Friday 22 October 2021

Archive Horrors!

It’s nearly Halloween, and here at Cheshire Record Office we have lots of archives and local studies material about witches and ghosts. But spooks and ghouls are not the only things to beware of – there is plenty in the day job of looking after archives that can give us nightmares. Read on to see seven scary scenarios! 


The search room at Cheshire Record Office is strictly Pencil Only, to avoid accidental damage to our archives and local studies material. Even neat pen marks will bleed through paper over time - this can be seen on a heavily marked notebook from the 1630s, where red pen was used to make notes. Ink is difficult to remove - sometimes impossible - so pens must stay locked away! 

Sticky tape 

Sticky tape doesn’t age well – it can discolour and degrade paper. Our Conservators removed a huge amount of tape from these newly deposited documents before storing them. It will help prevent future damage so the documents can be preserved for longer. 

Dust and Dirt 

Some of our collections have been stored in less-than-ideal conditions before reaching us. You certainly need a pair of gloves sometimes – to protect your hands, as well as the documents! This Sheriffs' File from the 18th century is covered in sooty surface dirt and is in very poor condition. Removing the dust and dirt is an important first step in conservation: it not only makes the documents difficult to read but can also be abrasive and acidic, and cause damage to the paper. Worse still, it can be a source of food for insects and encourage mould growth. Yikes! The documents below were similar, but have had a visit to our conservation studio where they've been cleaned and repaired. 


All our documents are carefully packaged before being stored, and environmental conditions in our strong rooms are monitored regularly. But before arriving at Cheshire Record Office, these documents were damaged when a heavy downpour caused a drain to fail, resulting in a basement flood. Parchment and water do not mix. You can see below that extensive flood damage has caused the parchment - which is made from animal skin and mostly formed of gelatine - to turn glue-like when wet, and as it has dried the pages have stuck together. They were unfortunately beyond repair.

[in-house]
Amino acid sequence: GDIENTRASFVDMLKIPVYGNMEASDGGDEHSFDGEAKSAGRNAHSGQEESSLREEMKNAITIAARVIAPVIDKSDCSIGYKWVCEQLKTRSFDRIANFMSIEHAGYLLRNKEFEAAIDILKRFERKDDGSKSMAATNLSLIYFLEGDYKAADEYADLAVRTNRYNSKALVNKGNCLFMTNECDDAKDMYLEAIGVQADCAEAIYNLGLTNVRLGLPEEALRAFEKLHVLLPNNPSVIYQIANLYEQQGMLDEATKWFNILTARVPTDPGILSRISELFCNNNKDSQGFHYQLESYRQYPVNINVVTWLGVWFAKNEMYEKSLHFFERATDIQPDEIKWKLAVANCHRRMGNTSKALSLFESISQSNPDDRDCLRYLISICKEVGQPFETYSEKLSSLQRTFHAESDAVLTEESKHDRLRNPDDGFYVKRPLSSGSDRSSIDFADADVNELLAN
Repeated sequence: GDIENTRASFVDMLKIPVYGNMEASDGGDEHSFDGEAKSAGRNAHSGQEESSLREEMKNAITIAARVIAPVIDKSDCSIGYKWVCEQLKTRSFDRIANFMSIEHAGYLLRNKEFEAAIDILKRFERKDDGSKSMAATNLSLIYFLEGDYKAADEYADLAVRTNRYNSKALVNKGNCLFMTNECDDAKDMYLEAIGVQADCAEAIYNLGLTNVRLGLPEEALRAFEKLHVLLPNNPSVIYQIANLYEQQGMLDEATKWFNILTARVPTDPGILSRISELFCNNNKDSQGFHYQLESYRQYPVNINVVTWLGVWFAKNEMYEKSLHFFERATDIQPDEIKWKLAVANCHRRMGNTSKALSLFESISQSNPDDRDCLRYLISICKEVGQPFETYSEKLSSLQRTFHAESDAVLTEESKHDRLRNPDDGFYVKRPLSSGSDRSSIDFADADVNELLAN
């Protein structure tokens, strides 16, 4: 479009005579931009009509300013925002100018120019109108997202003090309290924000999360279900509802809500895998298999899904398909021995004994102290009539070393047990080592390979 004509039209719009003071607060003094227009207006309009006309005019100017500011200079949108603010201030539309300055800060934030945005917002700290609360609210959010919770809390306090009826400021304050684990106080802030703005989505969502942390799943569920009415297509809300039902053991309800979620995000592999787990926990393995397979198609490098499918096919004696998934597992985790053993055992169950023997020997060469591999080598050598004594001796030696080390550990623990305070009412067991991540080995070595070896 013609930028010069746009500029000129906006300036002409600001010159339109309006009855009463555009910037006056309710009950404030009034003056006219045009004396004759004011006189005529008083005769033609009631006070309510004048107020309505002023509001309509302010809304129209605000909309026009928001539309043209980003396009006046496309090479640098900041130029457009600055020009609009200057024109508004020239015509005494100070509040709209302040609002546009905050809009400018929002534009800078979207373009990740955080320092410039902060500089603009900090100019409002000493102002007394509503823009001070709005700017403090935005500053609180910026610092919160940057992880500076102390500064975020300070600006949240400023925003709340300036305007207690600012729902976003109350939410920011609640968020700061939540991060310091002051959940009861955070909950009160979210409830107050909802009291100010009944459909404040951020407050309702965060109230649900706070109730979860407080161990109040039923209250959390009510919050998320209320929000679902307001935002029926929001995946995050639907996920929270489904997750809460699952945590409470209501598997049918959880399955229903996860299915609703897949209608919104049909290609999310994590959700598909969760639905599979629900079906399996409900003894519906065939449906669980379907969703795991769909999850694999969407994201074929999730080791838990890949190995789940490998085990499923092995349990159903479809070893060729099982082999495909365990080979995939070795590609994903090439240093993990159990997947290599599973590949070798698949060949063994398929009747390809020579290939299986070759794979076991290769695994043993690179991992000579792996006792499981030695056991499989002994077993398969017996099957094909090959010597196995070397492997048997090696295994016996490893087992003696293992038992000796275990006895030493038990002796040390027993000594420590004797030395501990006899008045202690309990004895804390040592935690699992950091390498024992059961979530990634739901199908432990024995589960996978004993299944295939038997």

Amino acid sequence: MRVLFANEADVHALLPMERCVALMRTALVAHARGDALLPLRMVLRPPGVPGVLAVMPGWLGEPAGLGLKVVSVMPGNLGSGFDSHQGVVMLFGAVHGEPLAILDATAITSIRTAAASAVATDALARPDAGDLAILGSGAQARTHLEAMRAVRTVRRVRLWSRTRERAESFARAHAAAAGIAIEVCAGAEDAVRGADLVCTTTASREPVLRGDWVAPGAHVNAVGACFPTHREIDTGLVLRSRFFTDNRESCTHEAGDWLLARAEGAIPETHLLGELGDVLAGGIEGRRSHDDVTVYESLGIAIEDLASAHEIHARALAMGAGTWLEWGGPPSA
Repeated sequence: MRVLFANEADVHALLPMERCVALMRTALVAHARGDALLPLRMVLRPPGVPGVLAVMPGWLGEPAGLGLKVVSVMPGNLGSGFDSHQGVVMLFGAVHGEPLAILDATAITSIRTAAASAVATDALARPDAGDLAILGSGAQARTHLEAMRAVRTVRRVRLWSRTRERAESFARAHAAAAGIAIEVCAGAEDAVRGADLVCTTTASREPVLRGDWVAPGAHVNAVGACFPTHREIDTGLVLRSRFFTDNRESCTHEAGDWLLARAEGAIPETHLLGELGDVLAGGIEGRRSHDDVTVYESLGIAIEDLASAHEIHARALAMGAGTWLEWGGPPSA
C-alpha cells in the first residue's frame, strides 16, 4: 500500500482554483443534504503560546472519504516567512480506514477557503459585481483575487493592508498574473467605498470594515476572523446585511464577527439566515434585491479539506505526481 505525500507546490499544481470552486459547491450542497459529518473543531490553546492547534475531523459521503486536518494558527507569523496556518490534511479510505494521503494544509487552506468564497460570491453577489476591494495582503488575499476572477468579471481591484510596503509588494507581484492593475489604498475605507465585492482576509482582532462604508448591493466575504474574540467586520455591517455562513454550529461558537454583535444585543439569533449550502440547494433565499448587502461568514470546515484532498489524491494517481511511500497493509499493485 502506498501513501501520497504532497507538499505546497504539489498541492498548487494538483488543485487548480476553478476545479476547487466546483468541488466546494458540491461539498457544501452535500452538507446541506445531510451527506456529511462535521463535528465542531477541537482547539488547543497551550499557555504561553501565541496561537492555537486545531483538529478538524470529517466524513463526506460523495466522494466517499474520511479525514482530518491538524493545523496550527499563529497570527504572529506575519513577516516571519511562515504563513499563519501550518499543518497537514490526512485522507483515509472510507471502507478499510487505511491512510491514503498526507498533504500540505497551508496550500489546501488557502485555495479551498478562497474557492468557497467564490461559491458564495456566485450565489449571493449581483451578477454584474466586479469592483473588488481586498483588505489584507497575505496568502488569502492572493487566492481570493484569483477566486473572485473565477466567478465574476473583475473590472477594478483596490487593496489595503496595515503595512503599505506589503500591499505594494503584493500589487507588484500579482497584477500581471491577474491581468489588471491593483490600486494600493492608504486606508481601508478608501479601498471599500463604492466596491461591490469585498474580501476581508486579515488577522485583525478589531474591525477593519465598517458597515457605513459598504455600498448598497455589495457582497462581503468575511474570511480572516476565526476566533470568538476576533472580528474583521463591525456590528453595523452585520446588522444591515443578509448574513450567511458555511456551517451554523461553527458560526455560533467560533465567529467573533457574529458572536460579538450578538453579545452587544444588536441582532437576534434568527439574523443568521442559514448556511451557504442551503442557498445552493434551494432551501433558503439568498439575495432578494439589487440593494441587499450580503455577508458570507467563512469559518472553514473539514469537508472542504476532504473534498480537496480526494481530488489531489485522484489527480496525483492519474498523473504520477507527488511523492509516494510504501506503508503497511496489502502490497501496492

Destruction of documents 

Many people have a fear of mice and rats, but our furry friends (or enemies!) are definitely frightening for archivists and conservators. Centuries-old paper must make a tasty snack or nest-lining, and rodents can have a devastating effect on archives if they get hold of them. 

The damage to this 1882 Rate Book was caused by water after a flood in a basement, the perfect environment for mould to grow. But if mould damage wasn’t bad enough, some little critters, thought to have been mice, have gorged on the paper and it is now sadly beyond repair. (NB – the damage occurred before the document arrived at Cheshire Archives!) If not treated promptly, mould spores can spread and wreak havoc on old documents. And other little pests like bookworms, silverfish and booklice can cause plenty of damage too.  It may look cute, but the '